Catalysts accelerate chemical reactions, allow reactions to be carried out under milder (and thus less energy-intensive) conditions, and enable higher selectivities and yields. High-performance catalysts thus ensure resource-saving processes, and form a central pillar of the future industrial use of renewable raw materials in the framework of green chemistry.
In the first subproject of the lighthouse project ShaPID, novel catalysts for chemical, electrochemical and biotechnological processes are being developed for application in the ShaPID demonstrators. The reactions to be catalyzed range from targeted CO2-reduction through to formic acid, the synthesis of diazo compounds and butadiene, and the fermentative (whole-cell catalytic) production of polymer building blocks.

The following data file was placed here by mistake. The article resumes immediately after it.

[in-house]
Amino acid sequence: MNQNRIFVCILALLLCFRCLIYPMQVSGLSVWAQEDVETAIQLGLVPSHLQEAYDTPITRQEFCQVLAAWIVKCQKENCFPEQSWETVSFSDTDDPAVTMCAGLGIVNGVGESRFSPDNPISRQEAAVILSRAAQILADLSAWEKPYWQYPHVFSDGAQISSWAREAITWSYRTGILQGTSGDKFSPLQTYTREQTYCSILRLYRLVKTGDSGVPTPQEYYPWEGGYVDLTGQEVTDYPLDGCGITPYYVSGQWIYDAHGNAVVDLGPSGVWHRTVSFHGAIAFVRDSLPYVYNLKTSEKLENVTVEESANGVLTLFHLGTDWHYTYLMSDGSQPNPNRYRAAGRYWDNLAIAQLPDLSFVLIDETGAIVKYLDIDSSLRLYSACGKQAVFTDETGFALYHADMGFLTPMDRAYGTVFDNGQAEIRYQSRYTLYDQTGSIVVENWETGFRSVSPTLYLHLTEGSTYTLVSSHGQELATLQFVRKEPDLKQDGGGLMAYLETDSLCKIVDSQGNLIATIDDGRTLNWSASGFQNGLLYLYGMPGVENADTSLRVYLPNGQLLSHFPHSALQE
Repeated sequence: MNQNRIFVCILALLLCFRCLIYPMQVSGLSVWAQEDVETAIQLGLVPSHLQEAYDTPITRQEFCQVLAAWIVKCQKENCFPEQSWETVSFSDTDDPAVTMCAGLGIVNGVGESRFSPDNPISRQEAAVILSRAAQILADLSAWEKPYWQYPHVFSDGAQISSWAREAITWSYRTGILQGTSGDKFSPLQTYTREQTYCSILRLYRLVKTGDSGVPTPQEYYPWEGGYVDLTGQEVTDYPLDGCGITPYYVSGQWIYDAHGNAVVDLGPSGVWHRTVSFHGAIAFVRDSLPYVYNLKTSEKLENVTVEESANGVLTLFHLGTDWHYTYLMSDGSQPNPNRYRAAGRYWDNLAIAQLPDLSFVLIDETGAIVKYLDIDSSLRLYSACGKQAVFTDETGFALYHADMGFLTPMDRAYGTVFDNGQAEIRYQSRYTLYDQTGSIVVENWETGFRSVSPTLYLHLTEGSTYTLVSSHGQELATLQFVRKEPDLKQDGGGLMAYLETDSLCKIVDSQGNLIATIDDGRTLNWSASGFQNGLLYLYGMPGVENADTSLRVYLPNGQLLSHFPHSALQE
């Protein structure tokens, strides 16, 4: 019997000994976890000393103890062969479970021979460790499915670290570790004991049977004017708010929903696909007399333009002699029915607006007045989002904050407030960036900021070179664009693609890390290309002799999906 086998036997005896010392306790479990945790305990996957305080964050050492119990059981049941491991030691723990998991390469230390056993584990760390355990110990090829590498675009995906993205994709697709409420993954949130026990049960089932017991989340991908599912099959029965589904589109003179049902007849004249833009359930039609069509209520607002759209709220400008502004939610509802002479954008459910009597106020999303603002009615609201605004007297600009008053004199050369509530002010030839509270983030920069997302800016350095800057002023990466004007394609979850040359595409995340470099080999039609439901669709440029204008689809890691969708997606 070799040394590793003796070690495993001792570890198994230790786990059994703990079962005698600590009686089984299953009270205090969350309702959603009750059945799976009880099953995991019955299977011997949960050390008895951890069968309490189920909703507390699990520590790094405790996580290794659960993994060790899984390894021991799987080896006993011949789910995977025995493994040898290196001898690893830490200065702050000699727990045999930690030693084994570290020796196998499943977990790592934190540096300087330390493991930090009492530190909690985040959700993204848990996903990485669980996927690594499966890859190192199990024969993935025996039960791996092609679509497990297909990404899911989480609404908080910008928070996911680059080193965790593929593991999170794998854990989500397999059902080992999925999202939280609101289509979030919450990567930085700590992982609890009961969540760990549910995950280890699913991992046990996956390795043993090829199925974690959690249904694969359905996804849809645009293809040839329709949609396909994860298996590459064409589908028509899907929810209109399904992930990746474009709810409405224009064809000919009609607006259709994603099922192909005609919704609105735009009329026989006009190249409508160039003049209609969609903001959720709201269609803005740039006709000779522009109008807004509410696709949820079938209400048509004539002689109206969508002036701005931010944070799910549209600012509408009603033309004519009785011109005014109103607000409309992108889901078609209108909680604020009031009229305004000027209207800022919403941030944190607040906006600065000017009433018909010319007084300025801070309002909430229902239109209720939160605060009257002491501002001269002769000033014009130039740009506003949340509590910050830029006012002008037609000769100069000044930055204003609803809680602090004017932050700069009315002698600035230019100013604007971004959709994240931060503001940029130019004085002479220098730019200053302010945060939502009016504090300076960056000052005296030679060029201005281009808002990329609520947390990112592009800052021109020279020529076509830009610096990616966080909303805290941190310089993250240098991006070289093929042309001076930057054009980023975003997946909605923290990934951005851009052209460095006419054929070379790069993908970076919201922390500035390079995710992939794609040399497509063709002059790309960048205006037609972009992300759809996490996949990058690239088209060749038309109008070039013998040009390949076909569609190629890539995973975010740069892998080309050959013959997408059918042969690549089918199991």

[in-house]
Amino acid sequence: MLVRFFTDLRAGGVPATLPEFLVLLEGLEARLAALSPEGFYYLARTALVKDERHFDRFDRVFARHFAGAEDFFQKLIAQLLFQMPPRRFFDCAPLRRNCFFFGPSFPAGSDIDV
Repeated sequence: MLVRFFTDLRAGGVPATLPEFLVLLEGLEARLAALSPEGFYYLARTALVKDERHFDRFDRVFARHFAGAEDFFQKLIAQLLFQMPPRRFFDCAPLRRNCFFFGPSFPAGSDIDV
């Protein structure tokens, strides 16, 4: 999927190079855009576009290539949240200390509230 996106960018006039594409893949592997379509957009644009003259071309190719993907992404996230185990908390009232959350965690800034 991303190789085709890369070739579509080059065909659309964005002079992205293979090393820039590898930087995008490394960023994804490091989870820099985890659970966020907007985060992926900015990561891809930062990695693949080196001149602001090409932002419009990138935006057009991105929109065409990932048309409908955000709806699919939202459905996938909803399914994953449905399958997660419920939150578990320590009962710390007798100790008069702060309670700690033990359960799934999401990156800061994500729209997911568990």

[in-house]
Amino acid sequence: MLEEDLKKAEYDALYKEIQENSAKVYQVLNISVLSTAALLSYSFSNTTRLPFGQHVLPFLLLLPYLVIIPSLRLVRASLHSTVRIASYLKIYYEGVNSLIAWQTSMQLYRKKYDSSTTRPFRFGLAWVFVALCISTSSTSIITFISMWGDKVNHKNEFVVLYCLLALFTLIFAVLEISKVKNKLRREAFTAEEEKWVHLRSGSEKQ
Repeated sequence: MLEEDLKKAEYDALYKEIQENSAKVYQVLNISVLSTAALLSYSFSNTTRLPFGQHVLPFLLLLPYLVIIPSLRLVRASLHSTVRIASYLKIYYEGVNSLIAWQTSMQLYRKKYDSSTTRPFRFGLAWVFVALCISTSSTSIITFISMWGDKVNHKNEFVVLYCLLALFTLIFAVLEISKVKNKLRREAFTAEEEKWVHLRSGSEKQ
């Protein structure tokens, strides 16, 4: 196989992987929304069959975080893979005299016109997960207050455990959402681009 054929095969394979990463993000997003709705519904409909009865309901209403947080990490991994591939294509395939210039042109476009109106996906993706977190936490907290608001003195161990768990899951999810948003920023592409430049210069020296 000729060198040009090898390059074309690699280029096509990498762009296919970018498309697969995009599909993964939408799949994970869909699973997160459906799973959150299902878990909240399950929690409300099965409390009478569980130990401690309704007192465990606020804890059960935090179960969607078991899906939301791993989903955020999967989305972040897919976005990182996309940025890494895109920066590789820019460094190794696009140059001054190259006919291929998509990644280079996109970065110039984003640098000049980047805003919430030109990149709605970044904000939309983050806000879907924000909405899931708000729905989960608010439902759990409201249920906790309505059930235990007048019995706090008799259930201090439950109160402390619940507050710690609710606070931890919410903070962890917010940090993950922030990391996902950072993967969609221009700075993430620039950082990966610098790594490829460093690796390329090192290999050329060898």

The goal of this subproject is to develop electrocatalytic, biocatalytic and chemocatalytic concepts and systems for the three ShaPID demonstrators. Research into electrocatalytic processes focuses on the direct reduction of CO2 to formic acid (or formate salts) at gas diffusion electrodes (GDEs), on the hydrogenation reactions of organic substrates and on the synthesis of organic diazo compounds or their precursors. The biocatalytic systems to be developed are whole cell catalysts, specifically bacterial production strains, which are developed into customized cell factories using metabolic engineering and systems biotechnology approaches. This enables the targeted conversion of simple and inexpensive substrates, such as formate from electrocatalytic CO2-reduction, into higher-value products. Furthermore, chemical catalysts are being developed for the synthesis of important polymer building blocks, such as butadiene, and secondary diazo products. The subproject on green catalysis technology is therefore establishing a catalytic technology portfolio which will be applied in the ShaPID demonstrators and validated for use in industrial processes.